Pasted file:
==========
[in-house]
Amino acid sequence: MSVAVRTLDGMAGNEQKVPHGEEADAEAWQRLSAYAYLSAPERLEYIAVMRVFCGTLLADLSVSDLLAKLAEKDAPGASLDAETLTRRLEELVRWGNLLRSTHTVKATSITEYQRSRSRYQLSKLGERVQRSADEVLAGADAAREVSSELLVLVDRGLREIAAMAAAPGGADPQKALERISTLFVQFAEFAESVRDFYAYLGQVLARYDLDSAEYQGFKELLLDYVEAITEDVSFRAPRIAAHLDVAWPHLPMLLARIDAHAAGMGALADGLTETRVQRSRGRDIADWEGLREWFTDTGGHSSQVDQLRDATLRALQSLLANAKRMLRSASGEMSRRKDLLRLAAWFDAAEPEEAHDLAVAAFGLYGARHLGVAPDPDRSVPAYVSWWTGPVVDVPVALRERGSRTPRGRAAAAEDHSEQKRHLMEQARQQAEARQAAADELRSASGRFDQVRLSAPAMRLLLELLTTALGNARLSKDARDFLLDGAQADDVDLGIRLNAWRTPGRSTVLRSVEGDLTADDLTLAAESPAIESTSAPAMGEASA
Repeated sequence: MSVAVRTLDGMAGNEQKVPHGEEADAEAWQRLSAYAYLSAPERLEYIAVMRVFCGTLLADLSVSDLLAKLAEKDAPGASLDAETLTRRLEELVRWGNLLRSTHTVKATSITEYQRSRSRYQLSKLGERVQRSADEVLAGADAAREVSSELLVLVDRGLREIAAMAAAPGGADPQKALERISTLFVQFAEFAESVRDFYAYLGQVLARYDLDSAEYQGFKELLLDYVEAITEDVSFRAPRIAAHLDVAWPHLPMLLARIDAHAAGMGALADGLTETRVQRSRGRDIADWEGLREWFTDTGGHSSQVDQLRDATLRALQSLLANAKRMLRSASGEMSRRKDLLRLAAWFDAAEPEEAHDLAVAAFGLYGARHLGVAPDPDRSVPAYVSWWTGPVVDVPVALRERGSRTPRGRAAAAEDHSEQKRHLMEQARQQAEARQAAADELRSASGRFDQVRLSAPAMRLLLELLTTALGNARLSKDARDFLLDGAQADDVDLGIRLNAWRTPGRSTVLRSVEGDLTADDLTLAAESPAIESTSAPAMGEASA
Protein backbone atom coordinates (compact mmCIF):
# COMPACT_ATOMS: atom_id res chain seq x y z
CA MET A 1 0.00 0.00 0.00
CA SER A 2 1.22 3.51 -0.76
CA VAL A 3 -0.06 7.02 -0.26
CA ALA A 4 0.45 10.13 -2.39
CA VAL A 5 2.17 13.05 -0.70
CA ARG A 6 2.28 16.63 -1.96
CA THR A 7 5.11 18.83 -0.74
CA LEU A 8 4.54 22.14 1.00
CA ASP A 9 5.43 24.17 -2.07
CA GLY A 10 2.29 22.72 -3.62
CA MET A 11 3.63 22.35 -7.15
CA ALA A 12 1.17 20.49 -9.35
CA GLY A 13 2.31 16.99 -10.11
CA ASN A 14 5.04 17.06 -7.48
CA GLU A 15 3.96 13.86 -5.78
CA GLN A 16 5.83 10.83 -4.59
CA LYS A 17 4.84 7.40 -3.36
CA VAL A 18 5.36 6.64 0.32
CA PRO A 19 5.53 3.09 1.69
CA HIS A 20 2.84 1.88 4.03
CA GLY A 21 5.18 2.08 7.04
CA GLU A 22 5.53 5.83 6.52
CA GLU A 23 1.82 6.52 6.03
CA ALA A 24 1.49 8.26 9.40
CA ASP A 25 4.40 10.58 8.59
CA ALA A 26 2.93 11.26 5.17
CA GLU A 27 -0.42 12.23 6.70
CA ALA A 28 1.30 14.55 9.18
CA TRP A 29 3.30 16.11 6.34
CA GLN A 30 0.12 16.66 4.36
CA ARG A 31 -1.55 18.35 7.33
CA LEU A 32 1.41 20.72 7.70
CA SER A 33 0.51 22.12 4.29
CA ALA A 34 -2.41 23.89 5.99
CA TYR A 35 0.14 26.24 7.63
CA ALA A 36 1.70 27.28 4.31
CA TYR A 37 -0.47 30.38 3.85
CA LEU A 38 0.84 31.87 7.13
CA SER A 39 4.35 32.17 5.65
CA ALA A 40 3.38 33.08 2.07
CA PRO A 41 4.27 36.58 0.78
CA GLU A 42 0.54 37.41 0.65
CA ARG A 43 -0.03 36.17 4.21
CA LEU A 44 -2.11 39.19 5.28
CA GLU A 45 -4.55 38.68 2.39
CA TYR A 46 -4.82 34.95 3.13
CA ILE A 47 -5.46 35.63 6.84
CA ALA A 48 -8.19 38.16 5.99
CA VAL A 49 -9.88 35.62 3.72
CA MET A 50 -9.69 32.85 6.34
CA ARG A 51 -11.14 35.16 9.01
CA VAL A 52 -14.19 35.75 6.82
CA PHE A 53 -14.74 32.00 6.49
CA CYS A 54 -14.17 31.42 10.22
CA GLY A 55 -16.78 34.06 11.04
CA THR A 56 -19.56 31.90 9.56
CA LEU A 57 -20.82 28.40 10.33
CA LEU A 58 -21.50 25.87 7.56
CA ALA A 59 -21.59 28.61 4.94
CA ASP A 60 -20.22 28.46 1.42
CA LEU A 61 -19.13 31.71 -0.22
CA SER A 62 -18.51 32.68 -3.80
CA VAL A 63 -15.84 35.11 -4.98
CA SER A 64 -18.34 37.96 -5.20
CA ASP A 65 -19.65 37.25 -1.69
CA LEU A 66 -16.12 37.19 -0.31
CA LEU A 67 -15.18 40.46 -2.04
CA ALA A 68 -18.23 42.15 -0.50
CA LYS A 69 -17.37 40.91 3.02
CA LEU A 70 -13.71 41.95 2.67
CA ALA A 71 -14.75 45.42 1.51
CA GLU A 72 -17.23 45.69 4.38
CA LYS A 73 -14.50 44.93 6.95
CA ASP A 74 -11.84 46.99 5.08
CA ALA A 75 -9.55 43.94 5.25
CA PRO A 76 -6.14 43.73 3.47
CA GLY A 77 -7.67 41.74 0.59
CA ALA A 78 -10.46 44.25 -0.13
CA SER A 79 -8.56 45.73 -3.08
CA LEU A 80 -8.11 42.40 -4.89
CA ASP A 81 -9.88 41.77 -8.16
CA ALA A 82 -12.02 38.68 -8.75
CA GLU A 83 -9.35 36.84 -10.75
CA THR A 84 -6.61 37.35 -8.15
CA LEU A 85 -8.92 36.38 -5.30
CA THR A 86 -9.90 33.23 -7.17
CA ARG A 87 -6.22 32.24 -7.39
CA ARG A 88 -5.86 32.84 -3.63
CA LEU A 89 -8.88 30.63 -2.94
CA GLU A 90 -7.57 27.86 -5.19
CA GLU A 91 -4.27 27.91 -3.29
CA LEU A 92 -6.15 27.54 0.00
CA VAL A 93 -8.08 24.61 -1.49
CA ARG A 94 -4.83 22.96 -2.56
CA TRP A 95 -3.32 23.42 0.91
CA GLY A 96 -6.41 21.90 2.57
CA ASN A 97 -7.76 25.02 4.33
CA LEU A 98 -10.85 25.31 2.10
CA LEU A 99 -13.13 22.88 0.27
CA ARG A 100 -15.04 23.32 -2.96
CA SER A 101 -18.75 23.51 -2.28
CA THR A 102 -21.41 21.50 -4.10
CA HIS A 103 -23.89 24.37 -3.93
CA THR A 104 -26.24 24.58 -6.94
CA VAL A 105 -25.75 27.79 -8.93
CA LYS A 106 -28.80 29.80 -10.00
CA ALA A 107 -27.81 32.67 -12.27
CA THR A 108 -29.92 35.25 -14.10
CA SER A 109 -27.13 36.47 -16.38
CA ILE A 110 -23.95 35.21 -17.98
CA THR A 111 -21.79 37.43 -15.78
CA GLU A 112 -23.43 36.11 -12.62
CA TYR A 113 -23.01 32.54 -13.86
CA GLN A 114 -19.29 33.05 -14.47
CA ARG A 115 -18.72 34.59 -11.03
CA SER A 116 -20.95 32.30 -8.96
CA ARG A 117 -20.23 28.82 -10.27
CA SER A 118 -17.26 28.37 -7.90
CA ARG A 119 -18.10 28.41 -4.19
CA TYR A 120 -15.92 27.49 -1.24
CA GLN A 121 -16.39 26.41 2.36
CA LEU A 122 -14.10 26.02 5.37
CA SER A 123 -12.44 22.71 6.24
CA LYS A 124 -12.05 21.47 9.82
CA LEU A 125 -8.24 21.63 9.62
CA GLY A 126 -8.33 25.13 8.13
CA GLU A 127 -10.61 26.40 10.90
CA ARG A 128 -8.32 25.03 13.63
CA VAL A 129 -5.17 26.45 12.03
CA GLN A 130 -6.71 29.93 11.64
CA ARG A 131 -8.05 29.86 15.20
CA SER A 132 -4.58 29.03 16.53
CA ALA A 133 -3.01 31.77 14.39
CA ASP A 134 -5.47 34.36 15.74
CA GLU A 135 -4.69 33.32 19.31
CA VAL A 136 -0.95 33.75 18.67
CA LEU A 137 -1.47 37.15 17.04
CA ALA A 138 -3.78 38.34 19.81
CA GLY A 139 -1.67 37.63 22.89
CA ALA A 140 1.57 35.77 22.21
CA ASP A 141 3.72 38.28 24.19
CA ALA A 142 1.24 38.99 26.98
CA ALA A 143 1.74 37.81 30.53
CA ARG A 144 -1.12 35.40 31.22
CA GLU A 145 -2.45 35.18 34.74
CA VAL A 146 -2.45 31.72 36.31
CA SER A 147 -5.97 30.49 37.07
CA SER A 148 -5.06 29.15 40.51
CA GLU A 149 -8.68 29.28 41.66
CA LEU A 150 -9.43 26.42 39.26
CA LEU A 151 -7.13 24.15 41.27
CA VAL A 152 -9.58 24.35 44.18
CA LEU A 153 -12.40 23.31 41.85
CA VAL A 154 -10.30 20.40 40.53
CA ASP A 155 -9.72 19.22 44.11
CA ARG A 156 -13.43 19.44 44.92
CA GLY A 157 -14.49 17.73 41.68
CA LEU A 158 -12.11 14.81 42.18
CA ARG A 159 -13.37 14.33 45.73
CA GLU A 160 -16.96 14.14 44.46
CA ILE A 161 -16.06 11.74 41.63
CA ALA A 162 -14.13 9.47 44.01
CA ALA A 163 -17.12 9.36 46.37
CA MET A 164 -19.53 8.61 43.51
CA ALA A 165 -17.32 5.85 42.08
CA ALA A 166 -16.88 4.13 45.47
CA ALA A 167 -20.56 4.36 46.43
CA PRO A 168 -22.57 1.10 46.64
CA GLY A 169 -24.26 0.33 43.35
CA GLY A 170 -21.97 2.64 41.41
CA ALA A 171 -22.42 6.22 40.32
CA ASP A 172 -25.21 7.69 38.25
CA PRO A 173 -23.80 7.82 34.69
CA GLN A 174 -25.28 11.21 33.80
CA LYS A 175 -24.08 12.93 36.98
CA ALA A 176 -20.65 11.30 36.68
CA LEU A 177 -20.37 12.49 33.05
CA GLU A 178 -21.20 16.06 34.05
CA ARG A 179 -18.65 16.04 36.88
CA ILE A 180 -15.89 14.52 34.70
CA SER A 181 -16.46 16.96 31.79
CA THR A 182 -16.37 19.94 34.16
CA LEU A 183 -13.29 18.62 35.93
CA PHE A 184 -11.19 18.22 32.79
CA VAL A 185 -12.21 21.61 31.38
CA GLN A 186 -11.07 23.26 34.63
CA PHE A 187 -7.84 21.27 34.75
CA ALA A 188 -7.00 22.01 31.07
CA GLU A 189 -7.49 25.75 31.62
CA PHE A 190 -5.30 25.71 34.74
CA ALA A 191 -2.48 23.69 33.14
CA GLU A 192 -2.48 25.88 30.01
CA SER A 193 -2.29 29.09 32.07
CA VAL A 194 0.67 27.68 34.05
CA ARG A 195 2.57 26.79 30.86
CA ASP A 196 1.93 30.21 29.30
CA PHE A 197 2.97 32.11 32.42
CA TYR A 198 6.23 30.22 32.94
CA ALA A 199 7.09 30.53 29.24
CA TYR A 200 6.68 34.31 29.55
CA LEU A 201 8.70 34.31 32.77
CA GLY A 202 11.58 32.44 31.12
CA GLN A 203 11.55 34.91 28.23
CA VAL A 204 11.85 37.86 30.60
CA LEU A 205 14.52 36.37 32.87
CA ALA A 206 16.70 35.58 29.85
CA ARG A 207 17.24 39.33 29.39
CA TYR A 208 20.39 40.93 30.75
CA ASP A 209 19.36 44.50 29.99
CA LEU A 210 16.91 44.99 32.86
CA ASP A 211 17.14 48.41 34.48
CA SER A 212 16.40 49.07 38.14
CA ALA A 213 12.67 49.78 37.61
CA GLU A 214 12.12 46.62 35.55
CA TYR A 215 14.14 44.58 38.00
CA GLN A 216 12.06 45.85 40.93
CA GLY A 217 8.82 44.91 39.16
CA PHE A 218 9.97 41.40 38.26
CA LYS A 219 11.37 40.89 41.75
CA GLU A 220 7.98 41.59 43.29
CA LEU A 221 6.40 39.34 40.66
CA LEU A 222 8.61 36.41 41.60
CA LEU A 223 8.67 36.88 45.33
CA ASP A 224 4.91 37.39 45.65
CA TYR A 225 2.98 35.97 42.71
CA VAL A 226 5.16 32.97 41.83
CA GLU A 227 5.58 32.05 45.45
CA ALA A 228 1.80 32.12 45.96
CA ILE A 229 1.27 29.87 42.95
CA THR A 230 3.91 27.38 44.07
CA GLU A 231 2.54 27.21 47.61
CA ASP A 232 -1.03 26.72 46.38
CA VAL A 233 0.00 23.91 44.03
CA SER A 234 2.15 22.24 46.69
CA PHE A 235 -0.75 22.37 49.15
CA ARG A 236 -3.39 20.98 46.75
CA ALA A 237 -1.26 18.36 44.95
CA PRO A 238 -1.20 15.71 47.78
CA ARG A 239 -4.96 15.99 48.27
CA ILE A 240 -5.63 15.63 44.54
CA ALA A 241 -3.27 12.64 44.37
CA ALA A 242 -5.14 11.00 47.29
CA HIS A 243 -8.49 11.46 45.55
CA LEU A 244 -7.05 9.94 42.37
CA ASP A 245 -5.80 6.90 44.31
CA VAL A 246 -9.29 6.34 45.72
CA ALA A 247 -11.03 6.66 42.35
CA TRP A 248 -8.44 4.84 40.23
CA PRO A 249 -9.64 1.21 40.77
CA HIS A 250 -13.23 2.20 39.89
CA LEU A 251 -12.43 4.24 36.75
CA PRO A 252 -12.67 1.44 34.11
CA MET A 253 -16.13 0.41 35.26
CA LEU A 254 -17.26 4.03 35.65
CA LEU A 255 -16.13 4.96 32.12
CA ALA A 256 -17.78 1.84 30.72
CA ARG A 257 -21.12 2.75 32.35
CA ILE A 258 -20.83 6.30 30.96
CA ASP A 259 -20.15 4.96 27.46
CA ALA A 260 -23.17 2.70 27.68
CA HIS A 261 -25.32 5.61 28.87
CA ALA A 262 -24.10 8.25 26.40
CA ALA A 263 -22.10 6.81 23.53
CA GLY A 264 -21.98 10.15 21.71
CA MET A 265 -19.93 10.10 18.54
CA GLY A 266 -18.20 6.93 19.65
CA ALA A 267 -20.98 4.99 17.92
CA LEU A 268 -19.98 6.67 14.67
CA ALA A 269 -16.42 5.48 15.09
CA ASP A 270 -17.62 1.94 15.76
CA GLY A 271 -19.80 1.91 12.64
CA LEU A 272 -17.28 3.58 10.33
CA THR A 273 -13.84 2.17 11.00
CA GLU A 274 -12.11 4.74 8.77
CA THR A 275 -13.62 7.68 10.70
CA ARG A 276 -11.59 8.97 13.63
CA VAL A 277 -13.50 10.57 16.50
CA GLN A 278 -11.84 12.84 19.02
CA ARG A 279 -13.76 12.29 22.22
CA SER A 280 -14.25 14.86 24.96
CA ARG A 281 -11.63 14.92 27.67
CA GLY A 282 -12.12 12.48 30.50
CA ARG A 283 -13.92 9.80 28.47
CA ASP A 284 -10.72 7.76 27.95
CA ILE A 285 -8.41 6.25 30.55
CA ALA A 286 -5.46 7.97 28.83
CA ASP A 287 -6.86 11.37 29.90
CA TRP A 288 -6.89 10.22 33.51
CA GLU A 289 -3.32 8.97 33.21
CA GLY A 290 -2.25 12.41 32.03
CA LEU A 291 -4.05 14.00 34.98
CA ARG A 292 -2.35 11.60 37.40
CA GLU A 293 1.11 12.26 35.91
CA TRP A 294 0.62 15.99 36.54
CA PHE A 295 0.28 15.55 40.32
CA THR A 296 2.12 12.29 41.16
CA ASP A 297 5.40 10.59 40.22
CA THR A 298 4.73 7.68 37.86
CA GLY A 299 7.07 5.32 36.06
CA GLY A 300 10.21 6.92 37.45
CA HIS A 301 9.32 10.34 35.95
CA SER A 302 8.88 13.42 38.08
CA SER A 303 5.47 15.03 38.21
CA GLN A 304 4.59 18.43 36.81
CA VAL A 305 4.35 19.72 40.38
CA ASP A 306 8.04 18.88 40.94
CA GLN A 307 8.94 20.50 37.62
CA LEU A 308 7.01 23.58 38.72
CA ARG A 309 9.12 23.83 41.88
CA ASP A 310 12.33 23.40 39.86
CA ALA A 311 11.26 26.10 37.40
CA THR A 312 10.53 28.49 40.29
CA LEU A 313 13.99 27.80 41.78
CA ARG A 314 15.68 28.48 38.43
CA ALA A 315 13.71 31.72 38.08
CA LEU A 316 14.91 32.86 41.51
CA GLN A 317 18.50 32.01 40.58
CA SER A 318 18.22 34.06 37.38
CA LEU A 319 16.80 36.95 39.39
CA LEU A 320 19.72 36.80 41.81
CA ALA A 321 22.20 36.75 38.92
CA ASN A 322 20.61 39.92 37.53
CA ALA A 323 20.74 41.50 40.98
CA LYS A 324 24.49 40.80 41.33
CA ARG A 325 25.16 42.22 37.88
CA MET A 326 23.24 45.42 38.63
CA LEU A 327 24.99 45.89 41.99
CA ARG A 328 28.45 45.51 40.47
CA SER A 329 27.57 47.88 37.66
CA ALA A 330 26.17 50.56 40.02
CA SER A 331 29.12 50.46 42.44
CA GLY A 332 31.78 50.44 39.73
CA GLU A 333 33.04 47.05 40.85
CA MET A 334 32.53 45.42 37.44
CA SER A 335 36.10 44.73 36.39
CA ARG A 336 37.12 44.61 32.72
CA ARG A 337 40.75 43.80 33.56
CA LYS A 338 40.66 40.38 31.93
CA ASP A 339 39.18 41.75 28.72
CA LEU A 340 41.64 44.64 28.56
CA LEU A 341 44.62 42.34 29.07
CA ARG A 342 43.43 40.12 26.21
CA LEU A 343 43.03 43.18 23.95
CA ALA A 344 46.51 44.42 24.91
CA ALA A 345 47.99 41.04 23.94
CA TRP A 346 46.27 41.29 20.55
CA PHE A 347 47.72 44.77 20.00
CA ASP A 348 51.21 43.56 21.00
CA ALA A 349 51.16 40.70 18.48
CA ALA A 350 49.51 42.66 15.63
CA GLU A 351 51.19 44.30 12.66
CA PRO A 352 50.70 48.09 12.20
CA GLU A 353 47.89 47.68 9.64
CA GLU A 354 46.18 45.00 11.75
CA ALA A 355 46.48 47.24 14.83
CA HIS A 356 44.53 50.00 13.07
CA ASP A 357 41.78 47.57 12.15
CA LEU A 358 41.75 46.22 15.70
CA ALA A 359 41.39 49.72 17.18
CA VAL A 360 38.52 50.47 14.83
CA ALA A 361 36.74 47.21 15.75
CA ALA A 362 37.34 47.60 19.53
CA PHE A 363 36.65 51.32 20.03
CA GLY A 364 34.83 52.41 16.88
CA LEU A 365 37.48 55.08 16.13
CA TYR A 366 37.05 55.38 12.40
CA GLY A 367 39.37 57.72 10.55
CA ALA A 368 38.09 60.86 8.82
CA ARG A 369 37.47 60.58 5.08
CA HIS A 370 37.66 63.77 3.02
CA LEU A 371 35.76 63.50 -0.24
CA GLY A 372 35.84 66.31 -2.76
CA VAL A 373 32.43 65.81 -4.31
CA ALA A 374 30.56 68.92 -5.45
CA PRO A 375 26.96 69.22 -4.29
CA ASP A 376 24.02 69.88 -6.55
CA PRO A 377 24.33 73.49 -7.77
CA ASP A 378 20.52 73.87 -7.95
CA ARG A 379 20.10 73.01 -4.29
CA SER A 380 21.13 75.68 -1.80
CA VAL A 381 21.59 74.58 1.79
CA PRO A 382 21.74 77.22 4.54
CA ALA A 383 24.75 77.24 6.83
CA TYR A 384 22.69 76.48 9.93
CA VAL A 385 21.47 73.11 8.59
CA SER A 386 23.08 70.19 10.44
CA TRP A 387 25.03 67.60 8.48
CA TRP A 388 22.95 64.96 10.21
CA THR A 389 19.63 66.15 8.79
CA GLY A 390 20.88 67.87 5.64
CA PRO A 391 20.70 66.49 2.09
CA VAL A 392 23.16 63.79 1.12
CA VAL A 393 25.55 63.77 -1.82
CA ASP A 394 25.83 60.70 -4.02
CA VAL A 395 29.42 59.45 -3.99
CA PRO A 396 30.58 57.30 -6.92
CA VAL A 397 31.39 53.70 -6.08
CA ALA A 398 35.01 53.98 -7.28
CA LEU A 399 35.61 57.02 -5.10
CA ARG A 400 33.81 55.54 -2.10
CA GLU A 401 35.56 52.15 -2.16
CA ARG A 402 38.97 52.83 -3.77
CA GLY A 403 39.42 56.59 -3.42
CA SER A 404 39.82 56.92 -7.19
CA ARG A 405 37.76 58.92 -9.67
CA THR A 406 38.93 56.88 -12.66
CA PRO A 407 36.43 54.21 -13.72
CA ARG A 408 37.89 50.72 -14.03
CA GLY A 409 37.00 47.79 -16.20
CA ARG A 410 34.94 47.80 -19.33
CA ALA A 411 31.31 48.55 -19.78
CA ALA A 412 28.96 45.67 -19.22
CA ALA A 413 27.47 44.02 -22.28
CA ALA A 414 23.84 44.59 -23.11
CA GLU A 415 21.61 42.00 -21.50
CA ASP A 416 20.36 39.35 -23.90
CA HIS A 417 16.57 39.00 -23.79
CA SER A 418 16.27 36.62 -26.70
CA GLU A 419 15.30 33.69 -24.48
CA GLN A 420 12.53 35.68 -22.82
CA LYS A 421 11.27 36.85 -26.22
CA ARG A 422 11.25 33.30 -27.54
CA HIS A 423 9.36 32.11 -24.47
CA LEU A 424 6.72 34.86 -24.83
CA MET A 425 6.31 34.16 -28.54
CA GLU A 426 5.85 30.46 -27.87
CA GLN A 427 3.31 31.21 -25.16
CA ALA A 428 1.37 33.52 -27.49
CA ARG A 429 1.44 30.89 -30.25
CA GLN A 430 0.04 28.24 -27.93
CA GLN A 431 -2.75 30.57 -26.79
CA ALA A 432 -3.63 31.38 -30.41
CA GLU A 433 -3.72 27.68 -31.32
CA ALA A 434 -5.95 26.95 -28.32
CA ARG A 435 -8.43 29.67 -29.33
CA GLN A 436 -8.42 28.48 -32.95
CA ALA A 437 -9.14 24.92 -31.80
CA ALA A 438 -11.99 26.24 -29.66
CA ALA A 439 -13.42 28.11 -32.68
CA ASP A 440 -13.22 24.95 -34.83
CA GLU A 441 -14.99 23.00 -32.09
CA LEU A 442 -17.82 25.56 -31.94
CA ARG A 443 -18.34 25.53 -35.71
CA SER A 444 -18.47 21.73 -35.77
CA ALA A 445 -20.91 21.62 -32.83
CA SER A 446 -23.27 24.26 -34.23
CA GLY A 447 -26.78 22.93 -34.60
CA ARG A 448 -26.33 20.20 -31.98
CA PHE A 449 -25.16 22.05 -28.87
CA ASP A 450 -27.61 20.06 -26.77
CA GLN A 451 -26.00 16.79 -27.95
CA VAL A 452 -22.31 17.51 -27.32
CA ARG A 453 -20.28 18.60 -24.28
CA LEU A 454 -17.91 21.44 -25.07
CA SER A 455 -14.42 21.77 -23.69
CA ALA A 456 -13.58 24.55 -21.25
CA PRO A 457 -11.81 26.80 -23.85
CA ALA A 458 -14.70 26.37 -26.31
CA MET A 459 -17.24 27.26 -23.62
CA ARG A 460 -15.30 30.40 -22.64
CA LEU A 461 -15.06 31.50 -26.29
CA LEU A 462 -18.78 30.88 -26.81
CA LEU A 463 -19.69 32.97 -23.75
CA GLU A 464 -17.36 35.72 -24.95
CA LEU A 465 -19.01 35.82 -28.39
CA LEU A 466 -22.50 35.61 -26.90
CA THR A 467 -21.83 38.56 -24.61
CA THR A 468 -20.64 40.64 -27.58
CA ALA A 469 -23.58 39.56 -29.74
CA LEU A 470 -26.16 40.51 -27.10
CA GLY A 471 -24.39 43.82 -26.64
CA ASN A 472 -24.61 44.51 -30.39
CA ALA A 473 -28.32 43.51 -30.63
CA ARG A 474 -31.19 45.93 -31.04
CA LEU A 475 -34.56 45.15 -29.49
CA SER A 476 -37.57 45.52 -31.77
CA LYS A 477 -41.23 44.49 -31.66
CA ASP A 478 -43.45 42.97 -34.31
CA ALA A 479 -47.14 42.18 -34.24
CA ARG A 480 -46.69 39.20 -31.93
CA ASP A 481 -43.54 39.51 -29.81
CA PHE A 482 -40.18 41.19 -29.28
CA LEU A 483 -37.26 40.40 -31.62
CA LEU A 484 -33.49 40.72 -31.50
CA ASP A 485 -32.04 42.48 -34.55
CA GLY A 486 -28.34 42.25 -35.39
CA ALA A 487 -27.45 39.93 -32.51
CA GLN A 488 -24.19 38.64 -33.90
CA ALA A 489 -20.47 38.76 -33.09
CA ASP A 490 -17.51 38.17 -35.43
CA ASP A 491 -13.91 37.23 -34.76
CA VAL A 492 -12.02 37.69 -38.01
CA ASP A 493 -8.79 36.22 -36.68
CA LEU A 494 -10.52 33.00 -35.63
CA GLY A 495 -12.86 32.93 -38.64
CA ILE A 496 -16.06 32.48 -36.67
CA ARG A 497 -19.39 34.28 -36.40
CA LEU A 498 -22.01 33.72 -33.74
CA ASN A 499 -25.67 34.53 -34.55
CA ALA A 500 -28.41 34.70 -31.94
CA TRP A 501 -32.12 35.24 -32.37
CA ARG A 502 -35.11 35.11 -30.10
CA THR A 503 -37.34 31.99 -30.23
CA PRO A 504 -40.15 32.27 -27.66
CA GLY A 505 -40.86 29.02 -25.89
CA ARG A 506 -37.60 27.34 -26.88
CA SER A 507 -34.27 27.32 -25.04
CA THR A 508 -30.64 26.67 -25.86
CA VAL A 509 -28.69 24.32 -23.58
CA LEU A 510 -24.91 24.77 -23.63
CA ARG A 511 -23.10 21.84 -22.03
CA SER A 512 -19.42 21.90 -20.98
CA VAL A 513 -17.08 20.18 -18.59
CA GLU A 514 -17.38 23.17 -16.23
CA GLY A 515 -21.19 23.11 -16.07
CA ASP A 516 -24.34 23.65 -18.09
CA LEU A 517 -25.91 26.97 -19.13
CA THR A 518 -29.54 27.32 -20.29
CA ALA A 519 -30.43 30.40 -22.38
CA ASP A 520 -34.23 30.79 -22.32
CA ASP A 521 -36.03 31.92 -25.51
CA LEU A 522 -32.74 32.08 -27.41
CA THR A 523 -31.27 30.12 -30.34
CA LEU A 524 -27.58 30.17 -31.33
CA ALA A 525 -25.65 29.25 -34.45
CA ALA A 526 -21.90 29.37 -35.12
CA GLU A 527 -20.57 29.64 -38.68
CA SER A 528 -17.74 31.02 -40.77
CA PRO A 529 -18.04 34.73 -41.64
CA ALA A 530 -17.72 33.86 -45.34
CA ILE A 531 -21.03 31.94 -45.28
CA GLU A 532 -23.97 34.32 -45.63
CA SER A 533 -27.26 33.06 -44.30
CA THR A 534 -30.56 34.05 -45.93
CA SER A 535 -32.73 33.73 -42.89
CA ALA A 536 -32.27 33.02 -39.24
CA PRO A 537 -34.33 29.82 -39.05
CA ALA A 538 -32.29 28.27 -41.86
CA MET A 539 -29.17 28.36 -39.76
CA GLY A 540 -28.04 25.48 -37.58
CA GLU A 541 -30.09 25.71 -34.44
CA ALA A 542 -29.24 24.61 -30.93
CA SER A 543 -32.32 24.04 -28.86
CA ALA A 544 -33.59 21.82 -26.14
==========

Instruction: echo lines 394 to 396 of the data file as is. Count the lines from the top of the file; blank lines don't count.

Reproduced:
CA THR A 389 19.63 66.15 8.79
CA GLY A 390 20.88 67.87 5.64
CA PRO A 391 20.70 66.49 2.09